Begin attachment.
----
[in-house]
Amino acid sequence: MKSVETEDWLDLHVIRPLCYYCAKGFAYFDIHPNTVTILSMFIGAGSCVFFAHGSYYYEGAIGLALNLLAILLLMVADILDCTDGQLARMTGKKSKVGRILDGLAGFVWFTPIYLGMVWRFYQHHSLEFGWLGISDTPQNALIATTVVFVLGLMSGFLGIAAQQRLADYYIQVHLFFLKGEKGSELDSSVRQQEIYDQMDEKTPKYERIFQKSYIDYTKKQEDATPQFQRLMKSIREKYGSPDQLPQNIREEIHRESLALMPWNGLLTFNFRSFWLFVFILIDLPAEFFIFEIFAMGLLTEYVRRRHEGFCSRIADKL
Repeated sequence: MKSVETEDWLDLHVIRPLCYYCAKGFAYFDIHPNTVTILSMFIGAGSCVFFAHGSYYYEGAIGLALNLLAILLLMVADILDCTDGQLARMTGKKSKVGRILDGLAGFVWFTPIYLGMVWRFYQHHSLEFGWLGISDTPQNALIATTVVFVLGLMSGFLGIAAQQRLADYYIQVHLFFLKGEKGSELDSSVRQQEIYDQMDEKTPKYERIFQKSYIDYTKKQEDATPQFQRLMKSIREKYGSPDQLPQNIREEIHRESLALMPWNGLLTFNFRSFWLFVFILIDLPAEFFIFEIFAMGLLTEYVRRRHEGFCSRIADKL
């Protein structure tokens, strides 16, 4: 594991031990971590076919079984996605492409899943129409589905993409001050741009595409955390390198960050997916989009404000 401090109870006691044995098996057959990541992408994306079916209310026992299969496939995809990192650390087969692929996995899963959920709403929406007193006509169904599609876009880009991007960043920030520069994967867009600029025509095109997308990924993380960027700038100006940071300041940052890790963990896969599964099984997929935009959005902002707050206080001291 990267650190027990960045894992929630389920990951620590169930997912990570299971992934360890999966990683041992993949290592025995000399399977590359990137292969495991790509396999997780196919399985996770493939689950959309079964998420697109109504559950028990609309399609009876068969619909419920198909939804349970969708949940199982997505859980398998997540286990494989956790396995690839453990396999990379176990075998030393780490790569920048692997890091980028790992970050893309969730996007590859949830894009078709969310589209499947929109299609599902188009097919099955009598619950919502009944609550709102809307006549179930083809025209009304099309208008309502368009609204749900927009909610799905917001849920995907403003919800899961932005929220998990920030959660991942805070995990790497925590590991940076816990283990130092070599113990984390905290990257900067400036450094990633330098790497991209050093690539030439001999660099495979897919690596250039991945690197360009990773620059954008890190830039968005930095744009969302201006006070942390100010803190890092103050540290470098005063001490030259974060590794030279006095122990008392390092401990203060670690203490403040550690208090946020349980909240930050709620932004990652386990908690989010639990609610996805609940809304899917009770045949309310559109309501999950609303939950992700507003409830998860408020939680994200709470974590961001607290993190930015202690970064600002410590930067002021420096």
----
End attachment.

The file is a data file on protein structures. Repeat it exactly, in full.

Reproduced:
[in-house]
Amino acid sequence: MKSVETEDWLDLHVIRPLCYYCAKGFAYFDIHPNTVTILSMFIGAGSCVFFAHGSYYYEGAIGLALNLLAILLLMVADILDCTDGQLARMTGKKSKVGRILDGLAGFVWFTPIYLGMVWRFYQHHSLEFGWLGISDTPQNALIATTVVFVLGLMSGFLGIAAQQRLADYYIQVHLFFLKGEKGSELDSSVRQQEIYDQMDEKTPKYERIFQKSYIDYTKKQEDATPQFQRLMKSIREKYGSPDQLPQNIREEIHRESLALMPWNGLLTFNFRSFWLFVFILIDLPAEFFIFEIFAMGLLTEYVRRRHEGFCSRIADKL
Repeated sequence: MKSVETEDWLDLHVIRPLCYYCAKGFAYFDIHPNTVTILSMFIGAGSCVFFAHGSYYYEGAIGLALNLLAILLLMVADILDCTDGQLARMTGKKSKVGRILDGLAGFVWFTPIYLGMVWRFYQHHSLEFGWLGISDTPQNALIATTVVFVLGLMSGFLGIAAQQRLADYYIQVHLFFLKGEKGSELDSSVRQQEIYDQMDEKTPKYERIFQKSYIDYTKKQEDATPQFQRLMKSIREKYGSPDQLPQNIREEIHRESLALMPWNGLLTFNFRSFWLFVFILIDLPAEFFIFEIFAMGLLTEYVRRRHEGFCSRIADKL
């Protein structure tokens, strides 16, 4: 594991031990971590076919079984996605492409899943129409589905993409001050741009595409955390390198960050997916989009404000 401090109870006691044995098996057959990541992408994306079916209310026992299969496939995809990192650390087969692929996995899963959920709403929406007193006509169904599609876009880009991007960043920030520069994967867009600029025509095109997308990924993380960027700038100006940071300041940052890790963990896969599964099984997929935009959005902002707050206080001291 990267650190027990960045894992929630389920990951620590169930997912990570299971992934360890999966990683041992993949290592025995000399399977590359990137292969495991790509396999997780196919399985996770493939689950959309079964998420697109109504559950028990609309399609009876068969619909419920198909939804349970969708949940199982997505859980398998997540286990494989956790396995690839453990396999990379176990075998030393780490790569920048692997890091980028790992970050893309969730996007590859949830894009078709969310589209499947929109299609599902188009097919099955009598619950919502009944609550709102809307006549179930083809025209009304099309208008309502368009609204749900927009909610799905917001849920995907403003919800899961932005929220998990920030959660991942805070995990790497925590590991940076816990283990130092070599113990984390905290990257900067400036450094990633330098790497991209050093690539030439001999660099495979897919690596250039991945690197360009990773620059954008890190830039968005930095744009969302201006006070942390100010803190890092103050540290470098005063001490030259974060590794030279006095122990008392390092401990203060670690203490403040550690208090946020349980909240930050709620932004990652386990908690989010639990609610996805609940809304899917009770045949309310559109309501999950609303939950992700507003409830998860408020939680994200709470974590961001607290993190930015202690970064600002410590930067002021420096």